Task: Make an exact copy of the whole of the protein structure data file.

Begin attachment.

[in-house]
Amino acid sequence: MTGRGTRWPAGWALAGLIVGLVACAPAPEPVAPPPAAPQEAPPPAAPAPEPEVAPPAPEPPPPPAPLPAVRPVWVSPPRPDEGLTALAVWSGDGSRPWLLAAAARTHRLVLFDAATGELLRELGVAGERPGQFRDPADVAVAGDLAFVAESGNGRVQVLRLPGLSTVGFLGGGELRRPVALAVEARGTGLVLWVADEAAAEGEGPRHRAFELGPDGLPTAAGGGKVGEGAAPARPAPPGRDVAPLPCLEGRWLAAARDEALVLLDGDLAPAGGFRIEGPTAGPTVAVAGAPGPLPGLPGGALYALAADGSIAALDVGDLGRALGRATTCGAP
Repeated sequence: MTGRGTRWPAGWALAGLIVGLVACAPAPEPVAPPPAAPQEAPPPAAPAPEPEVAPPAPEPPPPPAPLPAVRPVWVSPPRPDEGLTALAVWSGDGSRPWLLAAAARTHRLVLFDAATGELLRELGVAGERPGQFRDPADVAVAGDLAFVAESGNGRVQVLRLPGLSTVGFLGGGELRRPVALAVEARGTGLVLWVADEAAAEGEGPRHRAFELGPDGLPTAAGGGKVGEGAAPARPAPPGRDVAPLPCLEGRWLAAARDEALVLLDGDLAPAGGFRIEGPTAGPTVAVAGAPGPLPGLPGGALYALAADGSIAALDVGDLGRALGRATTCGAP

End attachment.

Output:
[in-house]
Amino acid sequence: MTGRGTRWPAGWALAGLIVGLVACAPAPEPVAPPPAAPQEAPPPAAPAPEPEVAPPAPEPPPPPAPLPAVRPVWVSPPRPDEGLTALAVWSGDGSRPWLLAAAARTHRLVLFDAATGELLRELGVAGERPGQFRDPADVAVAGDLAFVAESGNGRVQVLRLPGLSTVGFLGGGELRRPVALAVEARGTGLVLWVADEAAAEGEGPRHRAFELGPDGLPTAAGGGKVGEGAAPARPAPPGRDVAPLPCLEGRWLAAARDEALVLLDGDLAPAGGFRIEGPTAGPTVAVAGAPGPLPGLPGGALYALAADGSIAALDVGDLGRALGRATTCGAP
Repeated sequence: MTGRGTRWPAGWALAGLIVGLVACAPAPEPVAPPPAAPQEAPPPAAPAPEPEVAPPAPEPPPPPAPLPAVRPVWVSPPRPDEGLTALAVWSGDGSRPWLLAAAARTHRLVLFDAATGELLRELGVAGERPGQFRDPADVAVAGDLAFVAESGNGRVQVLRLPGLSTVGFLGGGELRRPVALAVEARGTGLVLWVADEAAAEGEGPRHRAFELGPDGLPTAAGGGKVGEGAAPARPAPPGRDVAPLPCLEGRWLAAARDEALVLLDGDLAPAGGFRIEGPTAGPTVAVAGAPGPLPGLPGGALYALAADGSIAALDVGDLGRALGRATTCGAP